Affiliations: 1Department of Astrophysics/IMAPP, Radboud University, The Netherlands, 2FÖMI Satellite Geodetic Observatory, Hungary, 3Department of Astrophysics/IMAPP, Radboud University, The Netherlands, 4Department of Astrophysics/IMAPP, Radboud University, The Netherlands, 5Joint Institute for VLBI ERIC, The Netherlands, 6Department of Astrophysics/IMAPP, Radboud University, The Netherlands, 7FÖMI Satellite Geodetic Observatory, Hungary, 8Joint Institute for VLBI ERIC, The Netherlands, 9Shanghai Astronomical Observatory, Chinese Academy of Sciences, P. R. China, 10Geoscience Australia, Australia

High-redshift radio-loud quasars are used to, among other things, test the predictions of cosmological models, set constraints on black hole growth in the early universe and understand galaxy evolution. Prior to this paper, 20 extragalactic radio sources at redshifts above 4.5 have been imaged with very long baseline interferometry (VLBI). Read More

Affiliations: 1XAO, China, 2OSO, Sweden, 3JIVE, Netherlands, 4XAO, China, 5SHAO, China, 6Universita degli Studi Roma Tre, Italy, 7KIAA, China, 8XAO, China, 9SHAO, China, 10SHAO, China

The X-ray source CXO J133815.6+043255 has counterparts in the UV, optical, and radio bands. Based on the multi-band investigations, it has been recently proposed by Kim et al. Read More

A bright optical flare was detected in the high-redshift ($z=2.133$) quasar CGRaBS J0809+5341 on 2014 April 13. The absolute magnitude of the object reached $-30. Read More

Affiliations: 1Department of Astrophysics/IMAPP, Radboud University Nijmegen, 2Department of Astrophysics/IMAPP, Radboud University Nijmegen, 3Department of Physics and Astronomy, The Johns Hopkins University, 4Department of Astrophysics/IMAPP, Radboud University Nijmegen, 5Leiden Observatory, Leiden University, 6Joint Institute for VLBI ERIC, 7Department of Astrophysics/IMAPP, Radboud University Nijmegen, 8School of Physics, Astronomy and Mathematics, University of Hertfordshire, 9FOMI Satellite Geodetic Observatory, 10Joint Institute for VLBI ERIC, 11Department of Astrophysics/IMAPP, Radboud University Nijmegen

Megahertz peaked-spectrum (MPS) sources have spectra that peak at frequencies below 1 GHz in the observer's frame and are believed to be radio-loud active galactic nuclei (AGN). We recently presented a new method to search for high-redshift AGN by identifying unusually compact MPS sources. In this paper, we present European VLBI Network (EVN) observations of 11 MPS sources which we use to determine their sizes and investigate the nature of the sources with ~10 mas resolution. Read More

Affiliations: 1U. Amsterdam, 2FOMI Observatory, 3ASTRON, 4NRL, 5IAFE/CONICET UBA, 6FOMI Observatory, 7IAFE/CONICET UBA, 8JIVE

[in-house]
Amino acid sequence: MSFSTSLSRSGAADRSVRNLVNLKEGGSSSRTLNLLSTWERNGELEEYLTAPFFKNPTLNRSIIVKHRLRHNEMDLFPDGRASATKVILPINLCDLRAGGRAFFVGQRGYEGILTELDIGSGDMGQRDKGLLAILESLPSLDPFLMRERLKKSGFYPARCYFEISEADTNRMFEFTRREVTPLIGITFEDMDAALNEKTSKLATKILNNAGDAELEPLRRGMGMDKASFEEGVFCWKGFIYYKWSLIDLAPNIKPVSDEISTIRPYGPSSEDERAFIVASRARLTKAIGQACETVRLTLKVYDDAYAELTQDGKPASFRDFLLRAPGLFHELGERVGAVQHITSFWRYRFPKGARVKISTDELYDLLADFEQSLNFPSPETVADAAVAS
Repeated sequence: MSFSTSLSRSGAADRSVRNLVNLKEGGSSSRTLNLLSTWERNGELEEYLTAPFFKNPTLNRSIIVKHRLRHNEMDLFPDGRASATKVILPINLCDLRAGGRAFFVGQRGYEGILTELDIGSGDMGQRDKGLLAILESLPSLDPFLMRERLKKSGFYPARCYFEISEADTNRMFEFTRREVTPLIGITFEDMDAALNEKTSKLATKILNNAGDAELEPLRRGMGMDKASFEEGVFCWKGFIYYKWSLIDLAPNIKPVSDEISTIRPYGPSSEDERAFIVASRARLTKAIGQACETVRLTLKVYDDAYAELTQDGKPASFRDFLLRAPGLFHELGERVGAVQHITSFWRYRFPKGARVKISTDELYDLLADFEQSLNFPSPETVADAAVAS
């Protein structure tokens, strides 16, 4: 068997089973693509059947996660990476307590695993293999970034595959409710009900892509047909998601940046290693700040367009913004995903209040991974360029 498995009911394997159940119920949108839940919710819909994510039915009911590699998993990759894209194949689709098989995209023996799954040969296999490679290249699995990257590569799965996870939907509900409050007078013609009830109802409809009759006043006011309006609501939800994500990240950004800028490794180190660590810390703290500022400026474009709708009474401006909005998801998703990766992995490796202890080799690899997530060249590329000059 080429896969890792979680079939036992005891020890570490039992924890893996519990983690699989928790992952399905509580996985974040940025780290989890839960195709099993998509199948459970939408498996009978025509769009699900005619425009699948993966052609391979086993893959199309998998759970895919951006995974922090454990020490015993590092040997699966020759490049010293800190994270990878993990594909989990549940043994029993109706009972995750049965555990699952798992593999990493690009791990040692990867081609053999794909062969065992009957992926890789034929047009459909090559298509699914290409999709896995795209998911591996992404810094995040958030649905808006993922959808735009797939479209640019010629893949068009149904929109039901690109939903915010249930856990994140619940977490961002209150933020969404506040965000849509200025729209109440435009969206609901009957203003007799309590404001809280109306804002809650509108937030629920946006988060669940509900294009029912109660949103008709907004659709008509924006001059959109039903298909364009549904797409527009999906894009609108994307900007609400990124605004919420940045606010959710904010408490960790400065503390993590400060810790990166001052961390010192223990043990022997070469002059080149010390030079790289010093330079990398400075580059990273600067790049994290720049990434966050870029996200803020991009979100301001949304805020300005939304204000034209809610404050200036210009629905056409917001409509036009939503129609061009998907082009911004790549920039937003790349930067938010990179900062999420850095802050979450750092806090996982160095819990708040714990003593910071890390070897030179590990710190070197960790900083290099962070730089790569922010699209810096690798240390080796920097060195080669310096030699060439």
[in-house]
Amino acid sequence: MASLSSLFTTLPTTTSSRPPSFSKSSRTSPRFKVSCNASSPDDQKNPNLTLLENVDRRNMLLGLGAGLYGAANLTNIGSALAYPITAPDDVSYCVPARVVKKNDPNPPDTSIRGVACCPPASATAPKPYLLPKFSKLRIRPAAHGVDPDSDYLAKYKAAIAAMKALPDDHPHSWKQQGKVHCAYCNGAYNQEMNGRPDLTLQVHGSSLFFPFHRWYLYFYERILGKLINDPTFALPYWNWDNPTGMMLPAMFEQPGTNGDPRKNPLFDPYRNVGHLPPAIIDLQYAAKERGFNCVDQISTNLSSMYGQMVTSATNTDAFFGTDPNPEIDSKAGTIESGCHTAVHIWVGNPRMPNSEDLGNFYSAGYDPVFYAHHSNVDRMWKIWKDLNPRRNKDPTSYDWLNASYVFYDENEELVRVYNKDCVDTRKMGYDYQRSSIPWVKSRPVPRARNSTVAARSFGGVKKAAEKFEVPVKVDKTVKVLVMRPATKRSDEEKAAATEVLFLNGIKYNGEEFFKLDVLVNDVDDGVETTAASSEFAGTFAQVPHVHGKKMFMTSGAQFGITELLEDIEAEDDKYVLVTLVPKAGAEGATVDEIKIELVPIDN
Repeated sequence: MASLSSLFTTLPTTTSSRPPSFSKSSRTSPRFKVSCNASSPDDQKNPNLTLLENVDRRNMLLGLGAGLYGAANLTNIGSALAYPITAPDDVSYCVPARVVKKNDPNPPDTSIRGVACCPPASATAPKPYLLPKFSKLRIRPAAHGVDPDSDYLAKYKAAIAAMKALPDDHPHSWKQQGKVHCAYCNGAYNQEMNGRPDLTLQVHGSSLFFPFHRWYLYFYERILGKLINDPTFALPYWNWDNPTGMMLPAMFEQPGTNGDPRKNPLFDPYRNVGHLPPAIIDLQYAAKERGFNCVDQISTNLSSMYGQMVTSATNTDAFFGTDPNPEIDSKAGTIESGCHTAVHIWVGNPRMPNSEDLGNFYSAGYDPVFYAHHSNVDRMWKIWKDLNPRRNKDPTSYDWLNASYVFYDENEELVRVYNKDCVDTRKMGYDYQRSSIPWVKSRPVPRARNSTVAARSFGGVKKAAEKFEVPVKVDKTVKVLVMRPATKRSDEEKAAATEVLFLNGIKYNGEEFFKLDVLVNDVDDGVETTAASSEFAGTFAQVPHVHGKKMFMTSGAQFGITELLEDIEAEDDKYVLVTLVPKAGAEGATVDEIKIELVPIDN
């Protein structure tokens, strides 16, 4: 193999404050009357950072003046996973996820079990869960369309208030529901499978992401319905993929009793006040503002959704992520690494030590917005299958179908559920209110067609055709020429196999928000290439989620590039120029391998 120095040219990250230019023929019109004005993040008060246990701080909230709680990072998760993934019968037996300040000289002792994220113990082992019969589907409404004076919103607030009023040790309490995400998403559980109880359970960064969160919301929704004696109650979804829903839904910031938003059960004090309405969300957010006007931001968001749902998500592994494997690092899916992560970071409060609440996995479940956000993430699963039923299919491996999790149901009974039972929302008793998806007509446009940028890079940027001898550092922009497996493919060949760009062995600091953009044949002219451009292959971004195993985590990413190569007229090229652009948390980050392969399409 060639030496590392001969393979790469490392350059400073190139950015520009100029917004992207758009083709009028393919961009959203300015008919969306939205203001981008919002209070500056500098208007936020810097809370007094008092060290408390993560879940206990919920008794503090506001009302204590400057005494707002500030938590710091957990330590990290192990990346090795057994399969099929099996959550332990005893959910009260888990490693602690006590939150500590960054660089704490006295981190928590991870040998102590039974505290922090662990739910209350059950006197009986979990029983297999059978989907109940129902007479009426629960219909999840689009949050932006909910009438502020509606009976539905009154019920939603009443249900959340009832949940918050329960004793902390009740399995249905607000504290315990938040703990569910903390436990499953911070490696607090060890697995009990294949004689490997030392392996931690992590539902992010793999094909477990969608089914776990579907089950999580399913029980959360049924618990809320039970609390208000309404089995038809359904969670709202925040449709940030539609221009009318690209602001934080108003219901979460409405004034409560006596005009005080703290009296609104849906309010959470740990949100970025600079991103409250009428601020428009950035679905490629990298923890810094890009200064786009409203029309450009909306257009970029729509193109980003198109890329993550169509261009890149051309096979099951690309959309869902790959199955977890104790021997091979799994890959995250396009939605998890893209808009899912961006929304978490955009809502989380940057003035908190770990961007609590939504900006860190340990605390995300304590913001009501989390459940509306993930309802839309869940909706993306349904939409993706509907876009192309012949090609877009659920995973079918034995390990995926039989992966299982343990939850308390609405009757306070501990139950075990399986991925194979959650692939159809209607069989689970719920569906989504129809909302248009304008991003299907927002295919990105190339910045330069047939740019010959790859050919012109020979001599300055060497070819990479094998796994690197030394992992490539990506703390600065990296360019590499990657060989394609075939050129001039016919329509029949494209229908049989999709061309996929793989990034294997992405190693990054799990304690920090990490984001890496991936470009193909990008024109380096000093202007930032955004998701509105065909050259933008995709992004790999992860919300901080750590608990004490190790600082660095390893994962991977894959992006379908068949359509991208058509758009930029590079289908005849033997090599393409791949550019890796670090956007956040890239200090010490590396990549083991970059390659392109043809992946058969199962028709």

HESS J1943+213 is an unidentified TeV source that is likely a high-frequency-peaked BL Lac (HBL) object but also compatible with a pulsar wind nebula (PWN) nature. Each of these enormously different astronomical interpretations is supported by some of the observed unusual characteristics. In order to finally classify and understand this object we took a three-pronged approach, through time-domain, high angular resolution, and multi-frequency radio studies. Read More

We present a multi-wavelength study of a newly discovered compact group (CG), SDSS J0959+1259, based data from XMM-Newton, SDSS and the Calar Alto optical imager BUSCA. With a maximum velocity offset of 500 km s$^{-1}$, a mean redshift of 0.035, and a mean spatial extension of 480 kpc, this CG is exceptional in having the highest concentration of nuclear activity in the local Universe, established with a sensitivity limit L$_{X}>4\times $10$^{40}$ erg s$^{-1}$ in 2--10 keV band and R-band magnitude $M_R < -19$. Read More

Affiliations: 1Oxford, 2Oxford, 3ICRAR/Curtin, 4IAPS/INAF Rome, 5Sydney, 6ASTRON, 7JIVE, 8Cornell

This chapter provides an overview of the possibilities for transient and variable-source astrophysics with the Square Kilometre Array. While subsequent chapters focus on the astrophysics of individual events, we focus on the broader picture, and how to maximise the science coming from the telescope. The SKA as currently designed will be a fantastic and ground-breaking facility for radio transient studies, but the scientifc yield will be dramatically increased by the addition of (i) near-real-time commensal searches of data streams for events, and (ii) on occasion, rapid robotic response to Target-of-Opprtunity style triggers. Read More

Affiliations: 1Onsala Space Observatory, Sweden, 2Joint Institute for VLBI in Europe, Netherlands, 3University of Manchester, UK, 4Michigan State University, USA, 5Michigan State University, USA